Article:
Tuesday night and Wednesday morning on the 9th of September, Moria Refugee Camp on Lesvos burned down. The Greek Government confirms that no deaths are reported, but 13 000 displaced persons are now without a roof over their head and have lost what little they had. Lesvos must be evacuated now!
Several fires began in Moria Refugee Camp on Tuesday night. A Drop in the Ocean has been working on Lesvos since 2015, and since spring 2019 with activities for unaccompanied minors inside Moria Camp. All our field workers are safe; however, 13 000 displaced persons have lost what little they had, and have now no place to go. More than 5 000 of these are children. Families forced to flee have spent the night along the road, on parking lots and fields. They do not have food or water.
“This was a predicted catastrophe, that we have warned about over and over again,” says Trude Jacobsen, Secretary General of A Drop in the Ocean.
This fire comes in addition to an ongoing Covid-19 outbreak, and Lesvos has now declared four months of state of emergency.
Greek News agencies report that the fire continued Wednesday night in the Olive Grove, an area around the fenced Moria Camp. People had to flee the flames that once again were destroying the refugee camp.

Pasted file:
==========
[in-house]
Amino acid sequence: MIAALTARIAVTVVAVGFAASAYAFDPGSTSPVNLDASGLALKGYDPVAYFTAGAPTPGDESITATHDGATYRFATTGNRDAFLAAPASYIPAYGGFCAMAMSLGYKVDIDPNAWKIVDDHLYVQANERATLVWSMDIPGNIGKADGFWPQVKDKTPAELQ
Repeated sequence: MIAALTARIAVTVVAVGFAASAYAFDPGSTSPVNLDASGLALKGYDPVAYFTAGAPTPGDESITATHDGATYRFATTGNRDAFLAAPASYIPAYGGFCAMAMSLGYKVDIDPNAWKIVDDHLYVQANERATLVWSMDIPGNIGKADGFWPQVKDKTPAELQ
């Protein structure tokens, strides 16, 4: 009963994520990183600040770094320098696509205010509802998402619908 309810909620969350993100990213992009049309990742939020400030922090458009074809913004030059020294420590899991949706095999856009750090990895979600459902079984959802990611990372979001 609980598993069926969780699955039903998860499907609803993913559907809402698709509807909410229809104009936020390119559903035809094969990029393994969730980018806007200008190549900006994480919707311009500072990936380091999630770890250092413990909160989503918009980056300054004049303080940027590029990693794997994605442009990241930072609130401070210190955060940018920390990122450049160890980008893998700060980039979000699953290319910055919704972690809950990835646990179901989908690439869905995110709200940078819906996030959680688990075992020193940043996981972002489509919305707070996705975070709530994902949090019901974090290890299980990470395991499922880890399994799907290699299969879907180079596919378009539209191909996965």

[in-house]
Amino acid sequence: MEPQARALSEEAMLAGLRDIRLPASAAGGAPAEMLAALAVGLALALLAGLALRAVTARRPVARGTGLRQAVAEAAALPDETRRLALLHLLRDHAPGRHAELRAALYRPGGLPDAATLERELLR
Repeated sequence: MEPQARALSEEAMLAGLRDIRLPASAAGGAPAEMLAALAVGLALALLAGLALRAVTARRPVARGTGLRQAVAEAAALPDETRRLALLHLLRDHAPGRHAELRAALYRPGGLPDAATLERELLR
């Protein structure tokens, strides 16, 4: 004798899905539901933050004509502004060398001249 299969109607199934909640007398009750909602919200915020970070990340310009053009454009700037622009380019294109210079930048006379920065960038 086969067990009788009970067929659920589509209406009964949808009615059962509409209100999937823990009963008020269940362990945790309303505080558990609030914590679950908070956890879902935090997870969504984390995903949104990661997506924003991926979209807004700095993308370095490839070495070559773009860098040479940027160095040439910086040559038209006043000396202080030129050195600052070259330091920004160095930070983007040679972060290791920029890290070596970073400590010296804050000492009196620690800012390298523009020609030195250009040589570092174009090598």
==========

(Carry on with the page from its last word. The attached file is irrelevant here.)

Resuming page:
Unaccompanied minors taken care of
The areas where the unaccompanied minors used to live, and where A Drop in the Ocean has contributed with activities and psychosocial support, is totally damaged by the fire. According to the Greek Government all the unaccompanied minors are taken care of. Greek news agencies report that the children are tested for Covid-19 and transported by plane to the mainland. They will later be relocated to other EU-countries or refugee camps.
Thank you for the support!
We have experienced an enormous support in the last 24 hours. Many have initiated and supported Facebook fund raisings, donated money, or signed up as monthly donors. We are so grateful for the donations, and we are working around the clock to find out how to best support Lesvos and the ones who need it the most.
The situation on Lesvos is very chaotic and unclear. There have also been several reports on right-wing group attacking aid workers preventing them from accessing the areas where the refugees are located.
Norway needs to take its part – #50isnotenough
The Norwegian Government stated that Norway will accept 50 refugees from Lesvos, mainly Syrian families with children. As the situation is now, this is not enough. Norway can and must lead the way by relocating more refugees from Lesvos, also unaccompanied minors who are the most vulnerable. Norway has the capacity to do so. Previously, more than a hundred Norwegian municipalities have said yes to welcoming refugees.
Norway must take lead, so that even more European countries take their share of the responsibility. This is not solely the responsibility of Greece.